How does this relationship hold up outside of an in-depth political interview? To answer this question, we also conducted a pair of survey experiments, in which the experimental subjects were presented with headshots of individuals smiling, and asked to rate the individuals on a series of factors, including how politically knowledgeable the subject saw the photographed individual as, and how likely the subject would be to go to the photographed individual to get more political information. The headshots were taken from the Karolinksa Directed Emotional Faces database, and were independently rated, prior to the study, as being either attractive or unattractive.
In Study 1, subjects were asked to rate 8 photos (4 men and 4 women, with two of each gender being attractive, and 2 unattractive), while in Study 2, subjects were asked to rate 4 photos (2 men and 2 women, who were either all attractive, or unattractive). To further illustrate the effects of the “attractiveness premium” on judgments of others, we plot the average ratings on the two items described above, how politically knowledgeable subjects thought the pictured individual was, and how likely they would be to seek them out for political information, by the rated attractiveness of the individual. These appear in Figure 2.
Figure 2 – Average subject rating by of photos, by attractiveness
Again, we demonstrate evidence for the halo effect emerging by virtue of individual’s physical appearance. With no other information beyond what the individual looked like, subjects rated the more attractive individuals as being more politically knowledgeable, and said they would be more likely to seek out the more attractive individuals to obtain more information about politics.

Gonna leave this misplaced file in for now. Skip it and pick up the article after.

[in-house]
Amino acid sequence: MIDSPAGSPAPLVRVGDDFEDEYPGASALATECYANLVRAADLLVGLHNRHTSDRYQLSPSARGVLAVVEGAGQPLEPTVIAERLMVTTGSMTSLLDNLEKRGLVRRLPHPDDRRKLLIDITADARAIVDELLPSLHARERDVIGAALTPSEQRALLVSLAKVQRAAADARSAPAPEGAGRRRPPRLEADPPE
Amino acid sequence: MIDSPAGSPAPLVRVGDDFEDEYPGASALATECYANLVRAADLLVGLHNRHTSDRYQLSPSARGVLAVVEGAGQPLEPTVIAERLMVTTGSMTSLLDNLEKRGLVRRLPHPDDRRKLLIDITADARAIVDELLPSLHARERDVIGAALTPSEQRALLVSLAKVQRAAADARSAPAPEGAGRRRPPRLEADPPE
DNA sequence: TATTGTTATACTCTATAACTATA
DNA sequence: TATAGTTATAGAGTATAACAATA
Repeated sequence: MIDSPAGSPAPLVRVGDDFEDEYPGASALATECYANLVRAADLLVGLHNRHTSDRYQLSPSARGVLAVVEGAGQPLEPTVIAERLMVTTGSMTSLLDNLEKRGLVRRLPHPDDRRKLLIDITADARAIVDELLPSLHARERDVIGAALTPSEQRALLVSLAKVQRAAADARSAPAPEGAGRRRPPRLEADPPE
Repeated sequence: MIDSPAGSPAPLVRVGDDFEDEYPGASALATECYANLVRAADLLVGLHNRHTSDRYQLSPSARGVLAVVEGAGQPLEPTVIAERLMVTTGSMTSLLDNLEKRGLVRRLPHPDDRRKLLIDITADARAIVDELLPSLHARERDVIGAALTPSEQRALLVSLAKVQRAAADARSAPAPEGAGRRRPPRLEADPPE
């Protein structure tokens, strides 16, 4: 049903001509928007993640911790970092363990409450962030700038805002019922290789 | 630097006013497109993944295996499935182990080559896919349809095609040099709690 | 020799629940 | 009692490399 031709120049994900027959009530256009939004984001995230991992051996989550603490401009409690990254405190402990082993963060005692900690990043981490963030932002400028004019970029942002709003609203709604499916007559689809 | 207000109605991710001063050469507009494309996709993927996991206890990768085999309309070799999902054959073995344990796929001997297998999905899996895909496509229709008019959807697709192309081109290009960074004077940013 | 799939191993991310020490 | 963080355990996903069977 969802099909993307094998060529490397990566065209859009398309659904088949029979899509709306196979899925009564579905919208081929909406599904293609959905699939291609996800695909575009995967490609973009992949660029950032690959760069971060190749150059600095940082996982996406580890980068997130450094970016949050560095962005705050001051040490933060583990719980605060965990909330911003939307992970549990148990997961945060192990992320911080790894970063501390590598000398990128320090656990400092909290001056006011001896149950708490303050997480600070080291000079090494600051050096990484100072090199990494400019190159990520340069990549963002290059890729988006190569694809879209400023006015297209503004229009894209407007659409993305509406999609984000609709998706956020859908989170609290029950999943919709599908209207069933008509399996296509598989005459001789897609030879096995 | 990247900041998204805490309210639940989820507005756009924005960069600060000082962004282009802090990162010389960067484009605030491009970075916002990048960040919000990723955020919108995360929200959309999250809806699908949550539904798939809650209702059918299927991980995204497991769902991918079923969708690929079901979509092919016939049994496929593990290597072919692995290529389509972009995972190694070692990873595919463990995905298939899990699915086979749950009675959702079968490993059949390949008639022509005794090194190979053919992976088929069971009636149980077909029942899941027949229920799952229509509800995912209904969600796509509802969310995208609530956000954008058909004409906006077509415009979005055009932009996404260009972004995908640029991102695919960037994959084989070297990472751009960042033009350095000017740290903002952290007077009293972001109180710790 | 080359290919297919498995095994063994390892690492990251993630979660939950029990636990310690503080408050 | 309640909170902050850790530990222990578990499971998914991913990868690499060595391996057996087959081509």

Physical attractiveness is one of the first characteristics we notice when we meet another person for the first time; consequently, it plays a noticeable role in influencing how we interact with others. On average, more attractive individuals are seen as being more personable, agreeable, hardworking, and competent. On top of these positive social characteristics, we find that more attractive individuals are also seen as being more knowledgeable about politics, and, when given a choice, others would prefer to seek them out to learn more about politics.
With citizen attention to politics waning, political experts stand to be quite influential, particularly if uninformed individuals turn to them as a shortcut to learn what they need to know about the issues of the day. However, if these “so called” experts seem to be experts because they are good-looking, many poorly informed individuals may be being led astray.
This article is based on the paper, ‘Halo Effects and the Attractiveness Premium in Perceptions of Political Expertise‘, in American Politics Research.
Note: This article gives the views of the author, and not the position of USAPP – American Politics and Policy, nor the London School of Economics.
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Carl Palmer – Illinois State University
Carl Palmer is an Assistant Professor in the Department of Politics and Government at Illinois State University. His research examines how individual characteristics and predispositions interact with social stimuli to shape political behavior.
Rolfe Peterson – Mercyhurst University
Rolfe Daus Peterson is Associate Director and methodologist at the Center for Applied Politics at Mercyhurst University. His research interests include American political behavior, survey research methods, public opinion, political psychology, and campaigns and elections.